The Changing Landscape of High School Football in Alabama- The NFHS Network


The following is a series of articles about the top ten latest trends in prep football in Alabama.


When the Covid epidemic struck in 2020 and the AHSAA decided to play high school football, there was great concern about the attendance at the games. How many fans would be allowed to attend and how close could they sit together? Would they need to wear masks? Would the schools handle paper tickets? In August of 2020, a new group of students, fans, parents, and grandparents were introduced to a new method of watching high school football - the NFHS Network.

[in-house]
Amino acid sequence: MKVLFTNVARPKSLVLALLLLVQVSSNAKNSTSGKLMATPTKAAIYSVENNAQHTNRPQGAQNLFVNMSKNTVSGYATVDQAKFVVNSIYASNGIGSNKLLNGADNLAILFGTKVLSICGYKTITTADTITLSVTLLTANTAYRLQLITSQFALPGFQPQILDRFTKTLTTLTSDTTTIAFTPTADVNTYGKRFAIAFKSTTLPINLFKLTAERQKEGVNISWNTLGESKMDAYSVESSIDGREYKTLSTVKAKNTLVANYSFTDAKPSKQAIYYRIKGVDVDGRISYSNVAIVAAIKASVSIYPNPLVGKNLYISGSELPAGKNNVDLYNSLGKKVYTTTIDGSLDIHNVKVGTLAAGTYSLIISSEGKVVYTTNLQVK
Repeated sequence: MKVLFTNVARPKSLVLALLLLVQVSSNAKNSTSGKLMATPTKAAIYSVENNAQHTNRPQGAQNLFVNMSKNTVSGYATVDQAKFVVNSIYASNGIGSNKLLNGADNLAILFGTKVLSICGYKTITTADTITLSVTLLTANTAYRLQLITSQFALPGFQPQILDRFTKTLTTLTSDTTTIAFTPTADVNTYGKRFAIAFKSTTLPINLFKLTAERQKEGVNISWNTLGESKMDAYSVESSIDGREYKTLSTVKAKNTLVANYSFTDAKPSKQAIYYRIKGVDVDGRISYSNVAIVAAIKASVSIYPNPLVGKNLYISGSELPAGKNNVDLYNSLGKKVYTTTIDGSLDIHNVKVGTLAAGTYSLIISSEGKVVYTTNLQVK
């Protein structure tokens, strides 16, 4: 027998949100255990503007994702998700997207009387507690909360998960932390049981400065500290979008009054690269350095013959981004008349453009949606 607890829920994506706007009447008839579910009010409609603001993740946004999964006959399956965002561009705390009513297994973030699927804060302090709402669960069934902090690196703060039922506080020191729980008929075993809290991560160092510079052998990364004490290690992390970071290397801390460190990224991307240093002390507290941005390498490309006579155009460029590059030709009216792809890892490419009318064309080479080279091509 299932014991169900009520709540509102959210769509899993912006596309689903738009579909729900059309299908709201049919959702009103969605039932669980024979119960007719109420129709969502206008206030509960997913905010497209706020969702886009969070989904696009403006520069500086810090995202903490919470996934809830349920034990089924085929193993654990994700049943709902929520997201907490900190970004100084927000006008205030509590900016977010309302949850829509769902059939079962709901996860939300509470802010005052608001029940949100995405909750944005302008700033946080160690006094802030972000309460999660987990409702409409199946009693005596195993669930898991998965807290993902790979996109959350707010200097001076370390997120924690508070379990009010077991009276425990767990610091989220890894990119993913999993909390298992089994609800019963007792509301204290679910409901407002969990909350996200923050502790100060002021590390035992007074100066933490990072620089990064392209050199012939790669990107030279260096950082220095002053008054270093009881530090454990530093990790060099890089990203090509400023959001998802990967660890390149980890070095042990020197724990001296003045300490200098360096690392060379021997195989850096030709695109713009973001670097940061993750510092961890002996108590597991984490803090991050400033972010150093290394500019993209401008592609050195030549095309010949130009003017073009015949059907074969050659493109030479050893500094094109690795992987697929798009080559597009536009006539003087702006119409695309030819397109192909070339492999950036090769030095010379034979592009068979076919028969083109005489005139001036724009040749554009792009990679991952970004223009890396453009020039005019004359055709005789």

The NFHS Newtork had been around for a while. It was created in 2013 by the National Federation of High Schools, the national governing body of high school athletics in the United States. Through the NFHS Network, schools could stream any of their live sporting events online for people to see. The federation enlisted the help of the state associations for aid in promoting the network. Alabama was one of the first states to endorse the endeavor and the first state association to join the network. Former AHSAA executive director Steve Savarese even served as chairman of the NFHS Network Board of Directors.



For a yearly fee of $69.99 or a monthly charge of $10.99, anyone can log onto the network and see any game being broadcast. The game can be seen live or can be seen "on demand", as each game can be archived for viewing at a later date. When signing up for the network, fans can list their home school and the school can get part of the viewing fee. Subscribers can watch the game in multiple ways. The NFHS network has its own app, so games can be seen on the computer, iPad, phone or even on the latest TVs.